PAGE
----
Incidentally, I am privileged to travel on a national journey in seeking the nomination of my political party – the National Democratic Alliance (NDA). I am determined to take up the challenge to unite the people of Sierra Leone because I know what my country can be in the future. Because, I know what Sierra Leone can do with the prospect of a new generational leadership. And knowing our history of resiliency and courage with an unyielding faith in God, we will soon be a nation free from the old ideology that holds one group superior than the other and a nation free from warrantless fear because we are ready to discover our curiosities.

I believe that Sierra Leone has the best chance to transform itself with a new political thinking and a new generation of Sierra Leoneans – born after independence – who can unite neighborhoods, villages, towns and cities. This is why I am boarding the majestic “train of unity” and plan to criss-cross every track and corner of our nation to tell the people of Sierra Leone that we must hold our hands together and walk into the future with the audacity of hope, that our affection for Sierra Leone dwells in all of us, that we are one and the same people and must never be divided.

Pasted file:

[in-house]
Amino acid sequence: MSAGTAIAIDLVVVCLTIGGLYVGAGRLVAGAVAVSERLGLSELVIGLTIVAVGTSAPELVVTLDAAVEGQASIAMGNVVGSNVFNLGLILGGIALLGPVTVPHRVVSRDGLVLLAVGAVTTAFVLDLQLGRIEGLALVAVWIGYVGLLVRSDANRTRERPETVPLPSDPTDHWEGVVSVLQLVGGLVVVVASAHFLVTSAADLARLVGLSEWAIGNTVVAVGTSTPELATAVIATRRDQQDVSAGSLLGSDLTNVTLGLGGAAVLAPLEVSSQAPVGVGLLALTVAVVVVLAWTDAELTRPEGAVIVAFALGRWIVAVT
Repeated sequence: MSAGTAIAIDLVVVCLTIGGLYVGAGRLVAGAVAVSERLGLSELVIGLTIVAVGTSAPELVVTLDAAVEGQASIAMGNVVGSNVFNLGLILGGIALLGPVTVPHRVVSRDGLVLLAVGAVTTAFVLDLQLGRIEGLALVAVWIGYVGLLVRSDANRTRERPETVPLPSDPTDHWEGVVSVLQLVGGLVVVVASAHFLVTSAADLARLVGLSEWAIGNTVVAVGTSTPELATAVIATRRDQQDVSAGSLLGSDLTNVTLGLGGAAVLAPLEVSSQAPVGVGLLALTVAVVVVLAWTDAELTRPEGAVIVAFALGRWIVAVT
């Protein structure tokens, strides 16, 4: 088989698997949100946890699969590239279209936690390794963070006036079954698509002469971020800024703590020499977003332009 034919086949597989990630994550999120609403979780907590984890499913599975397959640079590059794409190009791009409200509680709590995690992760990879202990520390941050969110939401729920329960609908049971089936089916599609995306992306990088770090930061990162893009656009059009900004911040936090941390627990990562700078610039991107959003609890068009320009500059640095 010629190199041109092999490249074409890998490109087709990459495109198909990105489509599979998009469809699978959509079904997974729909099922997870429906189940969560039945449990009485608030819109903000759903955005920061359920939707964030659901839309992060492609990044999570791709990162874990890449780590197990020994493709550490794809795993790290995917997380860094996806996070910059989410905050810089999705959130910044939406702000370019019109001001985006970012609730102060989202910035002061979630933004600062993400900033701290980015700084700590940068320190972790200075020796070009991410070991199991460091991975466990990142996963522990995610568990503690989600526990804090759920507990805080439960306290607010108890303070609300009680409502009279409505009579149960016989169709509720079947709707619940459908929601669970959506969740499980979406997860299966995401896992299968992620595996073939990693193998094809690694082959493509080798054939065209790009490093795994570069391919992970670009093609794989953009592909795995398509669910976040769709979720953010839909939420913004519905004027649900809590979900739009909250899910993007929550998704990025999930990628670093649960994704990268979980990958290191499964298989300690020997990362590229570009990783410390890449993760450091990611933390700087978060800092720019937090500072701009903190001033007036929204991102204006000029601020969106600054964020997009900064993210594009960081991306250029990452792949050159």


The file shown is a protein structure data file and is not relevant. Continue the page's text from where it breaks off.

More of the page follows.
We must unite our nation because we can make no political gains without the support of our people. If we see each other as distinct groups of tribes, we will leave millions of our citizens behind the walls of poverty and only few will climb up the ladder of prosperity. If we lack the national focus to represent all Sierra Leoneans, we will selectively develop some parts of Sierra Leone and deny most regions the opportunity they deserve like Tongo field, Koidu Town, Pujehun, Moyamba and Bonthe Island. If we develop the concept that only a certain class of people or tribes will be the royalty to the political throne, we will force some of our citizens to resort to illegitimate means of asserting their recognition and ownership status.

Indeed, we have an incredible choice to make Sierra Leone a unified nation as our forefathers envisioned it to be. Even though we belong to different political parties, we must be loyal to our country and never compromise the unity of our people for whatever political purpose. And all of us will come and go, from presidents to farmers, carpenters to nurses, doctors to petty traders, lawyers to policemen; centuries from now, our nation will perpetually be standing on the same spot along the west coast of Africa long after we are gone.

May God continue to guide our nation. May we be the realm of the free and the land that we all love.  Long live the people and the Republic of Sierra Leone.

By NDA Presidential Aspirant Mohamed C. Bah